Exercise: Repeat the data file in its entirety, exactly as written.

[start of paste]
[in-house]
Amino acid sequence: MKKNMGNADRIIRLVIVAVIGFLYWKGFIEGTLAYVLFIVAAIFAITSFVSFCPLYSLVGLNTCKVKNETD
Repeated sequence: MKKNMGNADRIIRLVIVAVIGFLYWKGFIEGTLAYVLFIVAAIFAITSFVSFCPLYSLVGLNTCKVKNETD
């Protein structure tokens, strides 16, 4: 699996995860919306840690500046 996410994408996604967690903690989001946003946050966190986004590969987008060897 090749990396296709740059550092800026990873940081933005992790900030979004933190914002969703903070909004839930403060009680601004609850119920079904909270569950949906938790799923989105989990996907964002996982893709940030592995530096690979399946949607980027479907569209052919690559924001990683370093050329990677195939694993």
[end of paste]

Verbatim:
[in-house]
Amino acid sequence: MKKNMGNADRIIRLVIVAVIGFLYWKGFIEGTLAYVLFIVAAIFAITSFVSFCPLYSLVGLNTCKVKNETD
Repeated sequence: MKKNMGNADRIIRLVIVAVIGFLYWKGFIEGTLAYVLFIVAAIFAITSFVSFCPLYSLVGLNTCKVKNETD
């Protein structure tokens, strides 16, 4: 699996995860919306840690500046 996410994408996604967690903690989001946003946050966190986004590969987008060897 090749990396296709740059550092800026990873940081933005992790900030979004933190914002969703903070909004839930403060009680601004609850119920079904909270569950949906938790799923989105989990996907964002996982893709940030592995530096690979399946949607980027479907569209052919690559924001990683370093050329990677195939694993």